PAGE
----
Now Hear This is a monthly column that scours the pages of music distributor Bandcamp, looking for new work from local artists that would make fine additions to your digital library. This time around, that includes ambient metal, spaced-out hip-hop, Holiday and Young covers, a Nigerian comp, and plenty more–just in time for Bandcamp’s last Fee Free First Friday of 2020.
Cosmic Surveillance: Volume 1
The cover of this new cassette by Joel Shanahan’s project Cosmic Surveillance looks to be a photo of people milling about on the seaside. But when paired with the luscious ambient music on this album, it begins to feel more like a mass exodus into the unknown. A willing departure from this mortal coil into a soft haze where body and soul are nourished and kept warm by the sound of billowing synth melodies and massaging drones.
M. Ward: Think of Spring
Although you won’t be able to hear the full album for another week, that shouldn’t stop you from plunking down some cash early for this new collection by local troubadour M. Ward–especially when you find out that the whole record is Ward’s minimalist renditions of songs once recorded by the great Billie Holiday. Often using nothing more than a Tascam four-track tape machine to capture these performances, Ward homes in on the intimacy that has been so much a part of his many folk-pop recordings.
We Like Chops: V5: Nigeria
The combination of great music with a great cause is a wonderful thing. We Like Chops is a collective of producers, including lo-tek and Trill Walton, who have been releasing compilations of amazing hip-hop beats on a monthly basis since July, each one celebrating a different country, with the money they make from each collection donated to nonprofits supporting the nation in question. This time around it’s Nigeria, with proceeds going to the #EndSARS Relief Fund.
Scott The Hoople: Neil (Vol. 1)
Young Fresh Fellows/Minus 5/Filthy Friends member Scott McCaughey has been spending his quarantine self-producing low-key home recordings where he plays covers of some of his favorite songs. As he says in the notes for this one, after suffering a stroke three years ago that temporarily cost him the ability to talk and make music, he turned to his favorite songs to help find his way back to full strength. This new release finds McCaughey celebrating the work of Neil Young with 13 covers pulled from throughout that artist’s legendary career. The special surprise is the appearance of Pearl Jam guitarist Mike McCready on a handful of tracks.
North East Neef & Mike Mo: No Sympathy
The latest release from rapper HANIF, working with producer Mike Mo, is sneaky. The smoothed out delivery and beats, inspired by the laidback grooves of the G-Funk era, make bitter pills of Neef’s lyrics exploring the deep racial divisions still rippling through our country. There are flickers of hope and a little goofy energy to help the medicine go down, but this EP works best when it is trying to gently shake you awake.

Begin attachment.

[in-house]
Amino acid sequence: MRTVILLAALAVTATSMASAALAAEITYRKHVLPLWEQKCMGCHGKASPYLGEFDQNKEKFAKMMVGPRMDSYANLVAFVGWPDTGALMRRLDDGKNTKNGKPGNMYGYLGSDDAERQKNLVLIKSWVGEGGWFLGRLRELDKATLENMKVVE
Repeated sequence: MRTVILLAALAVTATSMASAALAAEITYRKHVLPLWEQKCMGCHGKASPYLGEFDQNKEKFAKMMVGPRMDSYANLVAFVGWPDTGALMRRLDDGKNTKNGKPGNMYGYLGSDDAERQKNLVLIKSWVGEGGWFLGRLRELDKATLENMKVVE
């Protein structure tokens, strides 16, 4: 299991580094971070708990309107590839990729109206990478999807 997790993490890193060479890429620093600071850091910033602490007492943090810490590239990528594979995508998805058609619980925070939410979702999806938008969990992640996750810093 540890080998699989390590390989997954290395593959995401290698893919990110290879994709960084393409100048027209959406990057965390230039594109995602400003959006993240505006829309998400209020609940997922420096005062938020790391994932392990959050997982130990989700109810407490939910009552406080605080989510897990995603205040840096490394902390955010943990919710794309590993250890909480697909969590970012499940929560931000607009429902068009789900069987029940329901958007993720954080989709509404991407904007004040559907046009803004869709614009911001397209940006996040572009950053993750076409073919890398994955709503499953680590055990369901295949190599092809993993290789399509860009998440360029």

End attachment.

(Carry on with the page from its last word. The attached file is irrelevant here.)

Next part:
Rich Halley: The Shape of Things
Saxophonist Rich Halley has been quietly amassing a weighty catalog of albums that explore the outer reaches of the jazz universe—the zone where atonality, raucous rhythms, and blasts of pure noise are encouraged and amplified. This latest release finds Halley in Brooklyn, working with a mighty rhythm section that includes pianist Matthew Shipp, drummer Newman Taylor Baker, and bassist Michael Bisio for an explosive batch of songs that are as slippery and strangely beautiful as mercury.
Adam Selzer: Slow Decay
You may know Adam Selzer from his work producing albums by The Decemberists and Fleet Foxes, or may recognize him from his time serving as M. Ward’s touring guitarist. But his work in bands like Norfolk & Western and the Alialujah Choir are where Selzer has truly shined, thanks to his achingly lovely voice and songwriting that pulls from the deep waters of folk and Americana. His solo debut Slow Decay has the same comfort and ease of his band work, coupled with a feeling of his guard being let down and his eyes being more open to the world around him.
Old Grape God: CATHARTRITIS
Multi-disciplinary artist Old Grape God already blew some minds earlier this year with his trippy album isoulazn, and he has returned months later with an album that is even more zonked and wondrous. The production has been stripped to the studs, often leaving only the barest of beats to support his Vocoder-ed voice and blasted-out visions. And throughout, OGG threads in the work of other local rhymers, such as Illmac and Maze Koroma, who adapt to the psychedelic backdrop with their own appropriately spaced-out visions.
Aarktica & Black Tape For A Blue Girl: Eating Rose Petals
Sam Rosenthal, owner of Projekt Records and the musician behind Black Tape For A Blue Girl, fell in love with the song “Eating Rose Petals” from his friend Jon DeRosa, aka Aarktica, and decided to use it as the anchor for a collaboration. This gorgeous EP is the result, with the first track finding the pair reworking the tune as a melting Dali clock of reversed melodies and wordless vocals, and the final piece using that song’s opening moments to create a boundless ambient soundscape.
MIZMOR & Andrew Black: Dialetheia
A good number of metal artists have a side hustle in the world of ambient music, so the idea of a collaboration between doom dynamo MIZMOR and experimental musician Andrew Black isn’t a tremendous leap for either man; that Black plays in MIZMOR’s touring band only adds to the inevitability of this collaboration. The two tracks on this release are a perfect meeting of aesthetics, with the weight of some particularly heavy guitar riffs shouldered comfortably on a floating bed of synth shimmers and hazy field recordings.
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